For Sale: Charles Dickens’ Liquor Inventory Manuscript

Courtesy of Sotheby's

Charles Dickens was no teetotaler, as this 1870 manuscript record of his spirits cellar makes clear. In fact, he clearly enjoyed sherry, brandy, rum, and whisky, all of which he accounted for in his slim “Gad’s Hill Cellar Casks” notebook, which heads to auction at Sotheby’s in London later this month. Nor is it the only such boozy checklist he kept — another, from 1865, is currently on loan at the Dickens House Museum in London. As the auctioneer dryly notes, “[I]n the intervening years Dickens appears to have switched from gin to whisky.”

Gads Hill Place was Dickens’ home in Higham, Kent. This inventory of the home’s cellar, in the author’s own hand, only covers May-June, 1870. It was written just days before his death on June 9 of that year.

Running to four pages, this manuscript forms a small part of an amazing Charles Dickens collection that includes more than 200 first editions, inscribed/presentation copies, original serial parts, and Dickens ephemera — there’s even the famous author’s annotated ‘prompt’ or public reading copy of Mrs. Gamp (1868), presented on the final night of his American book tour to his Boston publisher, H.M. Ticknor. The 84-year-old collector, Lawrence Drizen, writes in the auction catalogue that after “55 years of vigorous collecting,” it is time to disperse his prized possessions to other collectors. “The sale will be a very sad occasion for me.”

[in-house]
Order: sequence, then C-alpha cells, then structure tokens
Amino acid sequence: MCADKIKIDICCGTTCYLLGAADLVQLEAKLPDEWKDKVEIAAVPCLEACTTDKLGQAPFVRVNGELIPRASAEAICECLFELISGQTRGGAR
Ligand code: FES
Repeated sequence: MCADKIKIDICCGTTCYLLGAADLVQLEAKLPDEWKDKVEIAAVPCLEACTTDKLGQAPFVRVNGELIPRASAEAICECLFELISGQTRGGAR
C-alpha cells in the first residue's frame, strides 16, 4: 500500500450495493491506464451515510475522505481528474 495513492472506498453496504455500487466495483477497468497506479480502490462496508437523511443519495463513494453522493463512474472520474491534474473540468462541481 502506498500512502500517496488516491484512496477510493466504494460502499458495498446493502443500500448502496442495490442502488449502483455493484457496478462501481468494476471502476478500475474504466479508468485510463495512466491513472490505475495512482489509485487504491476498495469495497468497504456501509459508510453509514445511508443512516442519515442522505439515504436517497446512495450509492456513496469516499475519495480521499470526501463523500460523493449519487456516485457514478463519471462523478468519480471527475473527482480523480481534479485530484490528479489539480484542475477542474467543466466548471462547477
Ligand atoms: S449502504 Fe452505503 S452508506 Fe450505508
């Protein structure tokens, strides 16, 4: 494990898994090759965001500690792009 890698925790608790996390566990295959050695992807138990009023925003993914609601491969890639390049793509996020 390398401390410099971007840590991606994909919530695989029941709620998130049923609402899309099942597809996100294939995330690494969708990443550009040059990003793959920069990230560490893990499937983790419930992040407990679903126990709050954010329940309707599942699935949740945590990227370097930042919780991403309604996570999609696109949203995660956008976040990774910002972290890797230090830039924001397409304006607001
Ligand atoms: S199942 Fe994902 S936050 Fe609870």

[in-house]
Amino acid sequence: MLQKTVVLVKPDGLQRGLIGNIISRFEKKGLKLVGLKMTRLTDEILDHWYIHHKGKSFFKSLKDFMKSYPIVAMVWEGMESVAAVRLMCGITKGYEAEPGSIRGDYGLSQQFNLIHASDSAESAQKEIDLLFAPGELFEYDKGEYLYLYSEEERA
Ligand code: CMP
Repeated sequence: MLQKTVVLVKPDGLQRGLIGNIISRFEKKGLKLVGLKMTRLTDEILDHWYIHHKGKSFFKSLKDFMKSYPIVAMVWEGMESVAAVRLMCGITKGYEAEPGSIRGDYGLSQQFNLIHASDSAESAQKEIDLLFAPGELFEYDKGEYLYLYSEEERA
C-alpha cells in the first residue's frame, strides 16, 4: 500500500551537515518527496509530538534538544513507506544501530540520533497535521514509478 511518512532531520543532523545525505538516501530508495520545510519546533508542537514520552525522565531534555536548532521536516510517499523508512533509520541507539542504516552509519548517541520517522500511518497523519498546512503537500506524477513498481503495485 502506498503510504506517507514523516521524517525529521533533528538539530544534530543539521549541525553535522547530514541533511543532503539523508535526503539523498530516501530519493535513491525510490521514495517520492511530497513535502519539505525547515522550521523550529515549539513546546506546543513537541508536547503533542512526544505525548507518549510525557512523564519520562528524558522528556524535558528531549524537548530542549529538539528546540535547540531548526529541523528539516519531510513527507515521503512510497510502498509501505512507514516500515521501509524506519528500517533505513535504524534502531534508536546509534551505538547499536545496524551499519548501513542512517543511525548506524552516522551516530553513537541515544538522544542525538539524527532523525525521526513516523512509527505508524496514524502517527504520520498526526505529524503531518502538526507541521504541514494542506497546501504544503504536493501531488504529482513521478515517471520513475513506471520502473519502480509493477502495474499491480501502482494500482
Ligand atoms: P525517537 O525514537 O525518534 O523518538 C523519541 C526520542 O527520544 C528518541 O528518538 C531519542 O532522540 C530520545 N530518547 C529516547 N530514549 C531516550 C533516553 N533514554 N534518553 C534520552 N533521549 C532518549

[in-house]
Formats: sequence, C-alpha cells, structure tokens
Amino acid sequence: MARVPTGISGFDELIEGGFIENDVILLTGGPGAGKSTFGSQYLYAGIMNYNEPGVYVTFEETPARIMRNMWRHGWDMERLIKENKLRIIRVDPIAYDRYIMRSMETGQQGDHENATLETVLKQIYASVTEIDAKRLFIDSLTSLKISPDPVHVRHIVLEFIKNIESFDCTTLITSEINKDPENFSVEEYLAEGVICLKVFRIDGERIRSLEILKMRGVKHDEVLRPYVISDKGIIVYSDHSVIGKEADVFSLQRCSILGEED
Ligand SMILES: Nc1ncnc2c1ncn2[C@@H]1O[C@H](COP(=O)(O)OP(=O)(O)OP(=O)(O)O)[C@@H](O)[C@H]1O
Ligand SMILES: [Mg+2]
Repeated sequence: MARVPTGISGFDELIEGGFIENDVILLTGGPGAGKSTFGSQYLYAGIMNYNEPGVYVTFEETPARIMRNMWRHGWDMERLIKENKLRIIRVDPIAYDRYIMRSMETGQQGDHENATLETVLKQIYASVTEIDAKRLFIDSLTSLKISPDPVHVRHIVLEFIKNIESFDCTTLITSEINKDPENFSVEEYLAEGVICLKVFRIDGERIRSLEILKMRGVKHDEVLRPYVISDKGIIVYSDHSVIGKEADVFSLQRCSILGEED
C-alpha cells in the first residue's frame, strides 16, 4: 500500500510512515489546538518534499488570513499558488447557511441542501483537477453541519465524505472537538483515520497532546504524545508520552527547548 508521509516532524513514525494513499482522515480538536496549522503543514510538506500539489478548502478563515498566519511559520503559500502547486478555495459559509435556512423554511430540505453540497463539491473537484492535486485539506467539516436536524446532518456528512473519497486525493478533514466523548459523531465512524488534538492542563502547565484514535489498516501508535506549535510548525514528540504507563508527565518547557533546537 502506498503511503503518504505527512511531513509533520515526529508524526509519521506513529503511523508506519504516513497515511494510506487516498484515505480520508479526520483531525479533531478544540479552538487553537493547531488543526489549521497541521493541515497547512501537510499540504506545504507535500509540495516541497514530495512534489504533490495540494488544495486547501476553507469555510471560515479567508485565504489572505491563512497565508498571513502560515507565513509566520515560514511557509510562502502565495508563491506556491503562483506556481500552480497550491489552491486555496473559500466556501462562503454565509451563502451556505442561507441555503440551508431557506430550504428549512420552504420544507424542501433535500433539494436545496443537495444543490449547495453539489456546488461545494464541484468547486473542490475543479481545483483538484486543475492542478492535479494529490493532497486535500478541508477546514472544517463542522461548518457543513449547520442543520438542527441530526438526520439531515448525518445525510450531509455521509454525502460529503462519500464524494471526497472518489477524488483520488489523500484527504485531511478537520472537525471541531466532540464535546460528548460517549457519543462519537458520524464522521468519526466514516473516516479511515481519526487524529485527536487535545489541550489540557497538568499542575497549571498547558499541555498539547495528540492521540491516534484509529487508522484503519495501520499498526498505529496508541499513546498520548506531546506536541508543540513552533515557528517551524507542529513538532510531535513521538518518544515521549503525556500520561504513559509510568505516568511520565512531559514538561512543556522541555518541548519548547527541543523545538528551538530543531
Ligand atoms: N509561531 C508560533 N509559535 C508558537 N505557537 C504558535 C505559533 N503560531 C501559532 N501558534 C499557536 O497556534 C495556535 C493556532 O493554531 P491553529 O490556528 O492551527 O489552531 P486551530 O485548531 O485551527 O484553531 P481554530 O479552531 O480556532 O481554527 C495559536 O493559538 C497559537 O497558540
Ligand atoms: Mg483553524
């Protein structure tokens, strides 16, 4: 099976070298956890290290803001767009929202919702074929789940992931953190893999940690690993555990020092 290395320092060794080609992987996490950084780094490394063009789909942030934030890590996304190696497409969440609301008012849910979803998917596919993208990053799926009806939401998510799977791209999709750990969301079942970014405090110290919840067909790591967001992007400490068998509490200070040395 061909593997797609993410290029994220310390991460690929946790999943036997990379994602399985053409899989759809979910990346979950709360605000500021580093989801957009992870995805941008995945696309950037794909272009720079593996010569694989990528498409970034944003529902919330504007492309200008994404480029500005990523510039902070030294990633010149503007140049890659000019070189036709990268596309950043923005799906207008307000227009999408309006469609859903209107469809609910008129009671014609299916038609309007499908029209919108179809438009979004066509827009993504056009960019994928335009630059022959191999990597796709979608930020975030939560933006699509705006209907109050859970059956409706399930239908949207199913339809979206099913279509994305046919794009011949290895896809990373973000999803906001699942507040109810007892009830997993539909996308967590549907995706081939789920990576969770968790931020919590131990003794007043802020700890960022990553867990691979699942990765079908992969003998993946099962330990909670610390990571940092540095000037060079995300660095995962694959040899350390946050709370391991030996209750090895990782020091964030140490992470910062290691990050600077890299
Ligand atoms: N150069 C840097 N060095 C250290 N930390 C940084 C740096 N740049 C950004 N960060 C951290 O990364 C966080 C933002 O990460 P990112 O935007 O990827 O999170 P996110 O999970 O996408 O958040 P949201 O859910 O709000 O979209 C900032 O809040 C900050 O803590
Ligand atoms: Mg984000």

The “Gad’s Hill Cellar Casks” notebook was last seen at auction ten years ago at Christie’s in London, where it made £5,000 ($8,181), roughly as much as it is expected to raise this time around.